Yesterday, hearing a petition on tainted ministers, the SC bench of Chief Justice RS Lodha and others, said : The Onus of disqualifying tainted ministers rests on the PM or Prime Minister of India; and the CMs of states.
We may interpret the judgement in many ways, but the fact of the matter is : the Supreme Court can’t order disqualification of tainted ministers. Although it can make its statement vague (open to more than one interpretations), such as one portraying Judiciary’s reluctance to encroach into the Legislature’s territory.
Yesterday, when the SC five judge bench upheld the right of the prime minister and chief ministers to select their councils of ministers, claiming that it was leaving the question of whether to induct tainted politicians as ministers to the wisdom of the prime minister and chief ministers, who it said were repositories of constitutional trust, the SC did exactly that. Instead of saying that there’s no legal provision to disqualify tainted ministers, the Apex court threw the ball in PM’s court.
As said earlier, there are reasons as to why the SC can’t say anything on the disqualification of tainted ministers.
First of all, who is a “tainted minister” or a “Dagi Mantri”?
One can explain these terms as applying to ministers who have a legal case (s) against them. The explanation can be self explanatory, but in the jurisprudence (the philosophy of law) of the country there’s no such word like “Tainted”. The Articles 75 (1) and Article 164 (1) which deal with the appointment of the prime minister and chief ministers and their councils of ministers respectively, don’t have any disqualification on the name of tainted, however you want to define the term. A minister having legal cases against him amounts to nothing in the eyes of Law — A person is innocent unless he is proved guilty by the Court of Law. For this reason, the grounds of disqualification for fighting an election is the conviction in the Court of Law (Proven Guilty) and NOT being an accused. A person can legally become an MP or MLA , with legal cases against him/her. He/she can legally become a minister as well.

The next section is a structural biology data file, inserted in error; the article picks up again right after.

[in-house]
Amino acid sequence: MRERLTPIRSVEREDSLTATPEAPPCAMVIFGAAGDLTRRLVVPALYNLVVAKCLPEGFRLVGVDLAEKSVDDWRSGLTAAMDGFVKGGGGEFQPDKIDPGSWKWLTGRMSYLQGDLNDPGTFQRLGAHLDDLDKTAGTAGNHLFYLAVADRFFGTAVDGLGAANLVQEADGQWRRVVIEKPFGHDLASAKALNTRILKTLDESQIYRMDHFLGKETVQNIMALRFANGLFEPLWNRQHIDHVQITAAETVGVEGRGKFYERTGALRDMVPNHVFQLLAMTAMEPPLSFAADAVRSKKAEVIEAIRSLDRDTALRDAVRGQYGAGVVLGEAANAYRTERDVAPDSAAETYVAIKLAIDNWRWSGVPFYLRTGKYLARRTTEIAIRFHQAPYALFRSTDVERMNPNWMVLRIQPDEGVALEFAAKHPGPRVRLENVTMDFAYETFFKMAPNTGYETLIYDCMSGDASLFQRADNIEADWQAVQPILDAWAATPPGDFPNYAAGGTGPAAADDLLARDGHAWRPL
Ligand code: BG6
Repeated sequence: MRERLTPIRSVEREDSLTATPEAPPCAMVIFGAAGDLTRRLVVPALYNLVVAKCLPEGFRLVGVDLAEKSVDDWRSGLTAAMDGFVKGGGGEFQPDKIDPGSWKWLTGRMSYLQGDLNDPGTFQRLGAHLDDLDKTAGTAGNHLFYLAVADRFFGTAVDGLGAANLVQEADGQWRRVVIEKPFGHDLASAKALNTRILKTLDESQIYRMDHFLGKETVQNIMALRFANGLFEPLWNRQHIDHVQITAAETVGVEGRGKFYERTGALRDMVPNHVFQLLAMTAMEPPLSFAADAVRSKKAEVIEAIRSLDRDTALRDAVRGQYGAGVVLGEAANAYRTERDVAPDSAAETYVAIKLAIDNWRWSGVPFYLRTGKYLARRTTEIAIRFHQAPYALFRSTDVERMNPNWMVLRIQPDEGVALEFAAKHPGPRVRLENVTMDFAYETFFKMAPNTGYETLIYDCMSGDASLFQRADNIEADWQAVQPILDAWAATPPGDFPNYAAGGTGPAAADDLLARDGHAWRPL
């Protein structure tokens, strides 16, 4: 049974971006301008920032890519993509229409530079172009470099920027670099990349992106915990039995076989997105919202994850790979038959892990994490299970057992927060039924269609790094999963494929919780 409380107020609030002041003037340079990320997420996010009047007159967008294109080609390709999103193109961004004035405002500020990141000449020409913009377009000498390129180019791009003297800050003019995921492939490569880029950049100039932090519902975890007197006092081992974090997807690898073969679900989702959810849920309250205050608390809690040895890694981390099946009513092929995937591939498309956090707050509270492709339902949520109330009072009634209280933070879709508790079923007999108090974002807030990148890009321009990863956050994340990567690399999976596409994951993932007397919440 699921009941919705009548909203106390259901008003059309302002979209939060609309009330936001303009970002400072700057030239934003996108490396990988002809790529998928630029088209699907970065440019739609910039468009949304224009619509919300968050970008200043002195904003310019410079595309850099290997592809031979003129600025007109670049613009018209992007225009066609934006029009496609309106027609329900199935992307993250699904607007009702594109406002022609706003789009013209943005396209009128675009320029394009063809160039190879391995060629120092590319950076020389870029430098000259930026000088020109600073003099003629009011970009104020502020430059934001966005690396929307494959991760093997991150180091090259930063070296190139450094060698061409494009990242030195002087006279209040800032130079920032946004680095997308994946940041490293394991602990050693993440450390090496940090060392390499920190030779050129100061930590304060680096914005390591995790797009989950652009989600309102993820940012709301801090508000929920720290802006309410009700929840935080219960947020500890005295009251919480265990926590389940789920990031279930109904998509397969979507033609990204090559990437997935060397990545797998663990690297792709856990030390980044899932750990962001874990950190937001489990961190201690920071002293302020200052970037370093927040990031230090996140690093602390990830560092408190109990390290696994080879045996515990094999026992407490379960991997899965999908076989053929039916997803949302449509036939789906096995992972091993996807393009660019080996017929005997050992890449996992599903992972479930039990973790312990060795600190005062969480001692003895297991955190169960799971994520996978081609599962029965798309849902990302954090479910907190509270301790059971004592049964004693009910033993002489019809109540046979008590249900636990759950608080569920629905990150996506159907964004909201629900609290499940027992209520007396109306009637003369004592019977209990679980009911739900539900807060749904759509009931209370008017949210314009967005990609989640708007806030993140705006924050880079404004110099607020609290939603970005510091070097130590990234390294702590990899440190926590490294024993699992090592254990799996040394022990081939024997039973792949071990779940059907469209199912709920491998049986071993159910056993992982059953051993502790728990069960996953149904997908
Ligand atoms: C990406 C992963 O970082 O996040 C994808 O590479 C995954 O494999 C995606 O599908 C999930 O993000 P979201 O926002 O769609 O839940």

For these reasons , Supreme Court can’t say anything on Tainted Ministers, except for what it said in its judgement.
It’s a Moral Question
As said above, the Prime Minister has no legal compulsion to remove ministers with legal cases against them. This obligation is moral.
Right now, about dozen out of 45 ministers in the PM Modi’s cabinet are said to be tainted. The cases against these dozen ministers are not petty but serious criminal charges such as rape, assault, kidnapping, rioting, murder etc. He can use his moral judgement regarding who to remove and who to continue with. Calling all these ministers victims of political vendetta of the rivals, And is not good. Such logic on the part of the Government is akin to making mockery of people’s intelligence , no matter how less it may be.
Although, it’s highly unlikely that PM will remove even those ministers who have cases for crime against women; but still it will be good if he does.
Last Year’s SC verdict
MPs convicted of crimes have customarily continued to hold office simply by filing an appeal in courts. But in a landmark judgement last July, the Supreme Court ruled that MPs sentenced to more than three years in jail should be disqualified regardless of any appeal.